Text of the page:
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Sandra Bullock at the 2011 Razzies
The greatest moment in Razzie Awards history happened in 2011, when Sandra Bullock showed up to accept her ‘worst actress’ award for All About Steve. In a very funny and deadpan speech (see video below), Bullock defended the maligned comedy, urged Razzie voters to reconsider, and gave copies of the DVD to everyone in the audience. It was a triumphant moment for Bullock, who went on to win an Oscar for The Blind Side the following evening. And it’s where the Razzies should have ended.
The Golden Raspberry Awards began as a joke between friends in 1981, where Los Angeles publicist John J.B. Wilson invited his Oscar party guests to make their own awards presentations in his living room. The following year, Wilson sent out a press release about his satirical awards show, and before long, the Razzies were a staple of awards-season news. Razzies are now determined mainly by votes from Golden Raspberry Award Foundation members (i.e. those who pay an annual membership fee, beginning at $25), of whom there were 750 last year. “Tired of all those chi-chi showbiz awards shows that are wall-to-wall air kisses, back-slapping and brown-nosing?” says the membership pitch. “Wanna give All Those Over-the-Top AWFUL Celebrities a piece of your mind??… If you’d like to be a part of Tinsel Town’s most amusing (and embarrassing) night, and have YOUR opinion be heard all over the world, HERE’S YOUR CHANCE!”
Hollywood’s pompous awards season certainly deserve to be taken down a notch. But the Razzies aren’t accomplishing that. Instead, they’ve become a retread of popular and critical opinions that have already been widely published online. There are no surprises on the shortlist of 2015 Razzie contenders leaked by Gold Derby, which includes both badly-reviewed studio films (A Million Ways to Die in the West, Legend of Hercules, Annie, Sex Tape) and badly-reviewed indie films (Kirk Cameron’s Saving Christmas, Atlas Shrugged Part III: Who Is John Galt?). The Razzies aren’t letting the air out of these films, because they haven’t got any left. Giving a ‘worst picture’ award to a bomb like Transcendence isn’t sticking it to the Hollywood brass; it’s shooting at an easy target.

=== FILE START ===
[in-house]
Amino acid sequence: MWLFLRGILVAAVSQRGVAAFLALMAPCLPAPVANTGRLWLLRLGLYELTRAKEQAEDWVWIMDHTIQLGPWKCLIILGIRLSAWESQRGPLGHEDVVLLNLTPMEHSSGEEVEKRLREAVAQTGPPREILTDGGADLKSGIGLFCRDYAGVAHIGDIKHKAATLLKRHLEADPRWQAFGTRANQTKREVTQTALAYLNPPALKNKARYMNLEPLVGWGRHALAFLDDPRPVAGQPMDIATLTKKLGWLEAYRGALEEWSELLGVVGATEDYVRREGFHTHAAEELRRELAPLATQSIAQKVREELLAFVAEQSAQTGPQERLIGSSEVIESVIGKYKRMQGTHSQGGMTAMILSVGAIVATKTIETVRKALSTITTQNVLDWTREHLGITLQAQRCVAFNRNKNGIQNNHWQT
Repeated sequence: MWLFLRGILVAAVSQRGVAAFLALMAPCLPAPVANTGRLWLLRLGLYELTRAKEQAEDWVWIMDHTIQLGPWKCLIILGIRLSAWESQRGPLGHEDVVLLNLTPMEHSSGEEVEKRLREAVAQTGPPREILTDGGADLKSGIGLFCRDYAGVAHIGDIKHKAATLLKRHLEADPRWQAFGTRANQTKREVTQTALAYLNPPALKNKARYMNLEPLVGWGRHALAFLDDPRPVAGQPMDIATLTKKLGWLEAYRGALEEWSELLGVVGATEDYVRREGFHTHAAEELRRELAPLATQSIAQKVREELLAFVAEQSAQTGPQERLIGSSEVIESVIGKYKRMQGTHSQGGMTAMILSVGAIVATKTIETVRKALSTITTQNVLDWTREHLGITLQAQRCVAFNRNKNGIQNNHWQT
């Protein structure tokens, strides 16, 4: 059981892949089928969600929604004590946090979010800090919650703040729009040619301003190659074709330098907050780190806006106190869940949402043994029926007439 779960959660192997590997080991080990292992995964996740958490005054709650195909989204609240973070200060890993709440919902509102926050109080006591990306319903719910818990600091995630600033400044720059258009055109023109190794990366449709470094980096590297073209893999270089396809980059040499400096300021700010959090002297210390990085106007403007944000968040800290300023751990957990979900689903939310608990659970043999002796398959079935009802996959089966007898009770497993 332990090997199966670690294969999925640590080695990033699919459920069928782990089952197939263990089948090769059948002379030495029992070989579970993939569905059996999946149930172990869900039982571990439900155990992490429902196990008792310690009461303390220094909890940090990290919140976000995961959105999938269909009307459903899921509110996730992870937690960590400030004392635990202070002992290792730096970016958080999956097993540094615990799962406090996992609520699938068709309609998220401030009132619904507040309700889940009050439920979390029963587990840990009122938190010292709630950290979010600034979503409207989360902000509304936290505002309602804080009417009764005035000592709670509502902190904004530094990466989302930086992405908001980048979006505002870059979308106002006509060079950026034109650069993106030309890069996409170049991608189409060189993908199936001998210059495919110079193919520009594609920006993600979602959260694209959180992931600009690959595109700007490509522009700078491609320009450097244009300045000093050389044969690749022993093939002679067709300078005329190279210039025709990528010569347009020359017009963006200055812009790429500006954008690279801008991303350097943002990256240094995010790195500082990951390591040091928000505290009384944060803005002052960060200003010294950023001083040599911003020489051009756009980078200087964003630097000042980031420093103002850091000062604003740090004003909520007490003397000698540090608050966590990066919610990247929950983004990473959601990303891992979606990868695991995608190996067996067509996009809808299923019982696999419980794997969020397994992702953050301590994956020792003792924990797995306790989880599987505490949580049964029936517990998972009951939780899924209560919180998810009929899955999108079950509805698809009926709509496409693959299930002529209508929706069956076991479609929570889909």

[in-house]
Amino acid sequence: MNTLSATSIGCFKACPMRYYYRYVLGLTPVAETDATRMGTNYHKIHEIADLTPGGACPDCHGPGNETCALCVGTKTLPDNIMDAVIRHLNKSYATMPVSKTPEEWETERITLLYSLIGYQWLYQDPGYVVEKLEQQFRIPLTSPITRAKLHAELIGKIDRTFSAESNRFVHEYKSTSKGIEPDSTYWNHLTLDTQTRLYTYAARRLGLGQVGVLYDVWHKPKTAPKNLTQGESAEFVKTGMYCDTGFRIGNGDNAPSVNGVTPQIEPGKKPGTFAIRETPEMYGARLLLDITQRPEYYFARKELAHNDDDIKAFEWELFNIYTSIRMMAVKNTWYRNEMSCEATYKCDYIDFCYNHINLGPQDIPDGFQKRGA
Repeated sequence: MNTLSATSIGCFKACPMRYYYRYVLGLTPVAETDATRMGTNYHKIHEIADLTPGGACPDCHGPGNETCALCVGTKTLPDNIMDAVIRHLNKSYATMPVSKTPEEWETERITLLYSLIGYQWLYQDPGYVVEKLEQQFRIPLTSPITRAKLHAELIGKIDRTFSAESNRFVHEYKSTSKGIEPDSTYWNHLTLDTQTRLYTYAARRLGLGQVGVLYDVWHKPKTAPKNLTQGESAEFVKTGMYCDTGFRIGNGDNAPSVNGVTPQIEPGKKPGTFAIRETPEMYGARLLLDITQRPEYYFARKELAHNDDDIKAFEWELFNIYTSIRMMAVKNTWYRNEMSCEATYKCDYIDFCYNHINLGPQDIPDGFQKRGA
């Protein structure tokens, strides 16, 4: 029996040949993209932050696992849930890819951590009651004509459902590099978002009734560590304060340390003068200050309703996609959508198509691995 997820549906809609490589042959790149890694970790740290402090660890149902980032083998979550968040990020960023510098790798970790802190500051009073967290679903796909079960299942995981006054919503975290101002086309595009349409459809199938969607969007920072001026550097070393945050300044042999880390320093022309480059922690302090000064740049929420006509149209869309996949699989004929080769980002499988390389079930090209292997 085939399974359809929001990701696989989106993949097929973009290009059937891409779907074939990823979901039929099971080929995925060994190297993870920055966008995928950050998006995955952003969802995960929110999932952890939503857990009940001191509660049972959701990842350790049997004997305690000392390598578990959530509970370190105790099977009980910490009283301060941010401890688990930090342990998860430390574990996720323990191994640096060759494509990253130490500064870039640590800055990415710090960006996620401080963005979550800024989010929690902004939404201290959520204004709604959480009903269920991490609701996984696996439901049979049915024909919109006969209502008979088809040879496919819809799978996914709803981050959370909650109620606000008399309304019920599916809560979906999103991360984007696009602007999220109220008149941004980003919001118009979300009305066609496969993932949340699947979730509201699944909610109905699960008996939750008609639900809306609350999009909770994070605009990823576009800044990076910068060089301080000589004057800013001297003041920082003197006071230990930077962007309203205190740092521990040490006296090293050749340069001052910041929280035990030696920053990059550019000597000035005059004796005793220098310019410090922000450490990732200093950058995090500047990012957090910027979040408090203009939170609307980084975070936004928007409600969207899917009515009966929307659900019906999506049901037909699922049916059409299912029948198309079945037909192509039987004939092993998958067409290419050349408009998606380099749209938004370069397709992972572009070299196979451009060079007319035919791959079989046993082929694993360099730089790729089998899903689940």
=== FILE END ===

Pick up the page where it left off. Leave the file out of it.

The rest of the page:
And boy, do the Razzies love an easy target. Ostensibly, the awards are supposed to go after — in Wilson’s words — “big-budget, big-name, well-known movies” which “have no excuse to be as bad as they are.” But there’s no Hollywood bombast to small movies like the Atlas Shrugged trilogy, which has already received a healthy beating from critics. Moreover, after more than thirty years of Golden Raspberries, it’s a given that certain actors will be nominated for anything that they do. This year’s nominees Adam Sandler, Nicolas Cage, and Cameron Diaz were all shoe-ins for Razzies, much like certain actors seem to be shoe-ins for Oscars. In their increasing predictability, the Razzies are becoming dangerously similar to the awards ceremonies they’re supposed to mock.
The Razzies’ finest moments have been the times when they actually did succeed in making Hollywood take itself a little less seriously for a moment. It was amazing when Halle Berry showed up to throw Catwoman under the bus in 2005, and fun when Paul Verhoeven gleefully accepted his seven Razzies for Showgirls in 1996. When they nominated the shark from Jaws: The Revenge for worst actor, or declared “58-year-old leading men wooing 28-year-old leading ladies” the worst movie trend of 1998, it felt like the Razzies were making valid satirical points. Once in a while, the Razzies even managed to land a blow against awards-season injustice: Pia Zadora’s multiple Razzie nominations were a direct response to her infamous Golden Globe win for Butterfly.
But at a time when everyone can voice their opinion online and when sites like Metacritic and Rotten Tomatoes aggregate bad reviews for our collective guilty pleasure, the Razzies seem like a pointless exercise. By all means, let’s take awards season less seriously. But targeting the bad movies we’ve all collectively agreed are bad? That’s as uninspired an idea as the last Transformers film (which, in case you’re keeping track of groaners, the Razzies insist on calling Trannies #4.) The Razzies need to get back in touch with their roots as an irreverent, pointed attack on Hollywood excess. If it’s too late for that, then they should just take their All About Steve DVDs and go home.